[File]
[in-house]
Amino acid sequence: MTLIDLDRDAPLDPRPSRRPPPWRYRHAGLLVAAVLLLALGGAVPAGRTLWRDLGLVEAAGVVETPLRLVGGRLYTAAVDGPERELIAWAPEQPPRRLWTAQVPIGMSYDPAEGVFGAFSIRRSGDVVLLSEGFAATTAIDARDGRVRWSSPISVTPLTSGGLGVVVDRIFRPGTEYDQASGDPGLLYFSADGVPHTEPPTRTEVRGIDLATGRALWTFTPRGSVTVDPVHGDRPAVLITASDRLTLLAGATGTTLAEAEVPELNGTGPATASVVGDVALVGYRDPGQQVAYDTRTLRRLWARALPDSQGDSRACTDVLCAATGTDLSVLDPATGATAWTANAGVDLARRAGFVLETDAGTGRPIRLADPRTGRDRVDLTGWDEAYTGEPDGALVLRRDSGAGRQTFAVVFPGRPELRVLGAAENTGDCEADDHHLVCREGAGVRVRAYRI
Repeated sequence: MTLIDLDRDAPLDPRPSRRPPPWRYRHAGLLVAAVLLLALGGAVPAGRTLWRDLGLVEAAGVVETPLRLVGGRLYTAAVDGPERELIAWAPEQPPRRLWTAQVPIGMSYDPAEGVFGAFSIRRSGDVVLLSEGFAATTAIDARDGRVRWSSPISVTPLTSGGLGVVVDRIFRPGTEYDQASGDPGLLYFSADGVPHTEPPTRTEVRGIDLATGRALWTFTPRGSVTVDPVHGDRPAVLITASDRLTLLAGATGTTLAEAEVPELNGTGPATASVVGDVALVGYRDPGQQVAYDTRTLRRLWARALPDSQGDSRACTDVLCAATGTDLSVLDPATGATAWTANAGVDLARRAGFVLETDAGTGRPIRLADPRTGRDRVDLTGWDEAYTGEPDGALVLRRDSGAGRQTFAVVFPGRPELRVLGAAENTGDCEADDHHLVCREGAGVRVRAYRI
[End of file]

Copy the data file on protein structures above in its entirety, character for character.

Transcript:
[in-house]
Amino acid sequence: MTLIDLDRDAPLDPRPSRRPPPWRYRHAGLLVAAVLLLALGGAVPAGRTLWRDLGLVEAAGVVETPLRLVGGRLYTAAVDGPERELIAWAPEQPPRRLWTAQVPIGMSYDPAEGVFGAFSIRRSGDVVLLSEGFAATTAIDARDGRVRWSSPISVTPLTSGGLGVVVDRIFRPGTEYDQASGDPGLLYFSADGVPHTEPPTRTEVRGIDLATGRALWTFTPRGSVTVDPVHGDRPAVLITASDRLTLLAGATGTTLAEAEVPELNGTGPATASVVGDVALVGYRDPGQQVAYDTRTLRRLWARALPDSQGDSRACTDVLCAATGTDLSVLDPATGATAWTANAGVDLARRAGFVLETDAGTGRPIRLADPRTGRDRVDLTGWDEAYTGEPDGALVLRRDSGAGRQTFAVVFPGRPELRVLGAAENTGDCEADDHHLVCREGAGVRVRAYRI
Repeated sequence: MTLIDLDRDAPLDPRPSRRPPPWRYRHAGLLVAAVLLLALGGAVPAGRTLWRDLGLVEAAGVVETPLRLVGGRLYTAAVDGPERELIAWAPEQPPRRLWTAQVPIGMSYDPAEGVFGAFSIRRSGDVVLLSEGFAATTAIDARDGRVRWSSPISVTPLTSGGLGVVVDRIFRPGTEYDQASGDPGLLYFSADGVPHTEPPTRTEVRGIDLATGRALWTFTPRGSVTVDPVHGDRPAVLITASDRLTLLAGATGTTLAEAEVPELNGTGPATASVVGDVALVGYRDPGQQVAYDTRTLRRLWARALPDSQGDSRACTDVLCAATGTDLSVLDPATGATAWTANAGVDLARRAGFVLETDAGTGRPIRLADPRTGRDRVDLTGWDEAYTGEPDGALVLRRDSGAGRQTFAVVFPGRPELRVLGAAENTGDCEADDHHLVCREGAGVRVRAYRI